“With a resource coming right to my neighborhood, it is a huge relief. I face serious financial challenges as the sole caregiver for my grandsons, and I am so appreciative of any help. Even the smallest gesture makes a big difference in our lives.”
Stories like those of Valerie, Arthur, Ruth and Melinda are just some examples of the impact we have made, together, over the past year. You can read further about how JFCS has served the community this year in our latest Annual Report.
We thank all of those who have supported us, especially in these ongoing, challenging times. We hope you can once again trust JFCS to care for those in need with an end of year gift. Help us move into the new year with help, hope & healing.
We salute all family caregivers for the love, support and day-to-day, day-in and day-out care that you give to your family members.
At JFCS we are always available to provide care for the Caregivers:
- Caregiver Support Groups for Spouses
- Individual Counseling
- Spirituality and Mindfulness
- Information and Referral to Resources
We share several readings below to support you as you take care of your loved ones…
The Peace of Wild Things
When despair grows in me
and I wake in the middle of the night at the least sound
in fear of what my life and my children’s lives may be,
I go and lie down where the wood drake
rests his beauty on the water, and the great heron feeds.
I come into the peace of wild things
who do not tax their lives with forethought
of grief. I come into the presence of still water.
and I feel above me the day-blind stars
waiting for their light. For a time
I rest in the grace of the world, and am free.
Dear God, give me the strength to face this day,
To deal with the tension, anxiety and dizzying confusion of my life.
Teach me to focus, to prioritize, to see with clarity.
God of patience, teach me to be patient.
Forgiving God, teach me to forgive.
Bless me with the courage to face my loved one’s illness and pain, amidst my own fears.
Touch me with your spiritual light, your love, your wisdom
So that I can continue my task tomorrow, knowing that You are by my side.
–Based on the writing of Rebbe Nachman of Breslov, appearing in The Gentle Weapon: Prayers for Everyday and Not-So-Everyday Moments (Jewish Lights)–
“It’s funny: I always imaged when I was a kid that adults had some kind of inner toolbox, fully of shiny tools: the saw of discernment, the hammer of wisdom, the sandpaper of patience. But then when I grew up I found that life handed you these rusty bent old tools—friendships, prayer, conscience, honesty—and said, Do the best you can with these, they will have to do. And most, against all odds, they’re enough.”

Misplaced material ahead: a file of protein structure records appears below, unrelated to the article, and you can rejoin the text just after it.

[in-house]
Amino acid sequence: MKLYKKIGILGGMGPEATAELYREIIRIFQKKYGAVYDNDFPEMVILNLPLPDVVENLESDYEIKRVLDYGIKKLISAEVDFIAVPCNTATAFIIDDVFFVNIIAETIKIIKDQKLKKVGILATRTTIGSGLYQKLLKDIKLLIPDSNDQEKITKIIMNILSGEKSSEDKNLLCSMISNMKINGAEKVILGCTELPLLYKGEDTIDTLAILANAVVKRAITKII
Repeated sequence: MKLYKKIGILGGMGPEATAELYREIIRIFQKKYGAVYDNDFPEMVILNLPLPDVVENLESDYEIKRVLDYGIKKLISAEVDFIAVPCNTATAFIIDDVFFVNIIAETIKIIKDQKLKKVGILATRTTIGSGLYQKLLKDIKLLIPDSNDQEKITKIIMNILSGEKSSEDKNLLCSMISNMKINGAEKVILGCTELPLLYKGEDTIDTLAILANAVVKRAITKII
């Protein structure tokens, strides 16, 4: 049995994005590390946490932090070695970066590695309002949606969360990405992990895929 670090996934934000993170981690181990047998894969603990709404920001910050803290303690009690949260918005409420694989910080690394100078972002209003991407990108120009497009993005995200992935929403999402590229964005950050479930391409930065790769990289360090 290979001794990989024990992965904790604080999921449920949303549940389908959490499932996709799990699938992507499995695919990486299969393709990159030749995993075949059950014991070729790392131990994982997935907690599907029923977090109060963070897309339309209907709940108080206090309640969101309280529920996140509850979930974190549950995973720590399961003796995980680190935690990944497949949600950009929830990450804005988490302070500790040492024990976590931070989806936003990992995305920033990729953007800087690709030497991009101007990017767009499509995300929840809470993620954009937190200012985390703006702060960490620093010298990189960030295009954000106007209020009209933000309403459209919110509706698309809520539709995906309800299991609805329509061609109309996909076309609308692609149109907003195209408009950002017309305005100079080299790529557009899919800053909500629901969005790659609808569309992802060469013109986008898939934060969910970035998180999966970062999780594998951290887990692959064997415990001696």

–Anne Lamott, Traveling Mercies: Some Thoughts on Faith, page 103–
Birdsong at Midnight
Sometimes a bird will sing at midnight.
Perhaps restless, perhaps confused,
Perhaps so full of joy and love
That music bursts forth.
Fill me with song on sleepless nights.
Fill me with music in the lonely deep.
Let the promise of a new day
Bring comfort and consolation.
–Alden Solovy, This Grateful Heart—
When so many traditions and observances are focused around the gathering of family and friends, it can be especially hard to celebrate when grieving the loss of a loved one. Our Handling the Holidays series is held ahead of the major Jewish holidays, Passover, Yom Kippur & Rosh Hashanah, and Hanukkah, to help those who are grieving.
Light in the Midst of Darkness: Chanukah for those who are bereaved
THURSDAY, NOVEMBER 18, 2021 | 2:30 – 3:30 PM | VIA ZOOM
Join for a one-time virtual support group to help you through the dark days of this difficult year. Facilitated by Chaplain Beverly Rubman.
No fee to attend, advance registration required.
Our senior service team shared their thoughts and experiences working with our older adults clients over the past year – everything from how seniors adapted to quarantine and supported each other, to how Holocaust Survivors maintained their connections while learning to Zoom.
The Administration for Community Living (ACL) is pleased to announce that the theme of Older Americans Month (OAM) 2021 is Communities of Strength. Older adults have built resilience and strength over their lives through successes, failures, joys, and difficulties. Their stories and contributions help to support and inspire others.
In May, ACL will celebrate the strength of older adults and the Aging Network, with special emphasis on the power of connection and engagement in building strong communities.